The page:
My home town of Glasgow has put a smile on my face this International Women’s Day, by unveiling a long-awaited statue of Mary Barbour. Financed by donations, the statue commemorates the woman who, among other achievements, led the 1915 Rent Strikes and was one of the first women elected to Glasgow City Council.
On her own though, Mary is unlikely to put much of a dent in the overwhelming gender imbalance of those celebrated in public spaces. And these public spheres reflect what we so often know to be true in our own lives and workplaces: women are, on the whole, more likely to sit back and wait for their work to be recognised and, as a result, tend to be less celebrated than men of similar capability.
There is much work still to be done to achieve true equality in the UK workplace. The recruitment of more women into senior positions, the dismantling of gender-based assumptions on specific industries (childcare versus engineering, for example) and the implementation of intersectional solutions to correct imbalances in class, colour, sexuality and physical ability are just some of the steps required.
But on a more immediate level, each and every one of us can help raise the profile of women in our workplaces. By creating a habit of amplification in meetings, we can ensure women’s contributions are both heard and correctly credited. By making sure to select representative spokespeople, comms teams can help convey authority through a more diverse group of leaders.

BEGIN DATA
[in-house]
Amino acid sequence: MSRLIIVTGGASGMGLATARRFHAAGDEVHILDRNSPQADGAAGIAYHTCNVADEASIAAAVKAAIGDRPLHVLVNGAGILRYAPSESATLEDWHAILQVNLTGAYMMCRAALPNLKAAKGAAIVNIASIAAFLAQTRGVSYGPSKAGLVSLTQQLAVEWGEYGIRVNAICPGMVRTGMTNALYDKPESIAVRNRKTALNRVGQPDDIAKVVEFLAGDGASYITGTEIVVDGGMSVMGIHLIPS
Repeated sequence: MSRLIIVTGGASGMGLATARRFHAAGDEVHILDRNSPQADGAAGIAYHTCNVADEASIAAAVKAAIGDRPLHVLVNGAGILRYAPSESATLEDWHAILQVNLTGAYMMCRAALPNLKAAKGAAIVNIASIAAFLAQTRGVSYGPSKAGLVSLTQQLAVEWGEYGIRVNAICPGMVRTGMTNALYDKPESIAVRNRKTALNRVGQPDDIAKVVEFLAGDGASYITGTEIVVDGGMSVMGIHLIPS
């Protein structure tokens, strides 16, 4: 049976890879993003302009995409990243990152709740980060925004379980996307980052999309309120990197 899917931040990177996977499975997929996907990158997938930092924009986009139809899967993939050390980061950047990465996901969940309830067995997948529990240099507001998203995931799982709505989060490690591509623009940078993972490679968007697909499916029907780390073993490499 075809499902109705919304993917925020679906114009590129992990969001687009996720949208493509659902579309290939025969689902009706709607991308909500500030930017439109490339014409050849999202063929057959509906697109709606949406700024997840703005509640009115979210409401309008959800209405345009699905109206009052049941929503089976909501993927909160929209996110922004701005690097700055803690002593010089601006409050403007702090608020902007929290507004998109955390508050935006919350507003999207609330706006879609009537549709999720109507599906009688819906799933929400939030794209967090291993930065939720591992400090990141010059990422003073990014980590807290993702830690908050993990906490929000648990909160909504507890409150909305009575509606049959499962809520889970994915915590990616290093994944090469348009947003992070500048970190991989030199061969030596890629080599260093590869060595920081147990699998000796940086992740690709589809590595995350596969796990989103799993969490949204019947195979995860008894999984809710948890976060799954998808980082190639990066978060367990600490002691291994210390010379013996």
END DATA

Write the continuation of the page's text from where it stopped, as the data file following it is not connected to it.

And perhaps most powerfully, when someone inspires us – we can tell them so. One of the biggest compliments I’ve ever been paid in my career was when, a few weeks ago, a previous colleague asked if I would mentor her through some career planning. She told me she asked me because of the impression I’d made on her when we worked together, which came as a complete surprise to me.
Similarly, when I tweeted praise for an entrepreneur I’m inspired by, numerous people chimed in to agree, sending some spontaneous positivity the way of Rachel Miller, the brains behind All Things IC.
As a solopreneur, I have no meetings today with anyone I can amplify, nor am I recruiting a panel or spokesperson. But in celebration of International Women’s Day, here are a few women who’ve inspired me along the way:
- My one and only sister, Rosaleen Kelly, for her absolute dedication, for setting up an informal career club helping women to support other women, and for planning some of the most engaging and comprehensive internal comms events I’ve ever heard of, who inspires me to focus on doing what works, and doing it well.
- Arti Poddar, for her boundless energy and entrepreneurial spirit, who inspires me to work harder and think bigger.
- Emma Gilmartin, for leading the way in digital content & social media for the Higher Education sector, who inspires me to prioritise audience engagement.
- Elaine Hamilton, the first woman I thought of as a professional role model, who inspires me to be mindful of the impression I make.
- Karen Stellard, for having the bravery to re-train and strike out on a completely new career path, who inspires me to follow my own creative and professional dreams.
- Tracey Irving, the best line manager I’ve ever worked for, who inspires me to stay focused on results.
- Charlie McAdam, a generous and invaluable font of knowledge, who inspires me to keep perspective with her oft-stolen phrase “nobody died, and nobody’s pregnant!”
So happy International Women’s Day. Let’s keep pushing for progress and, in the meantime, let’s keep lifting each other up along the way.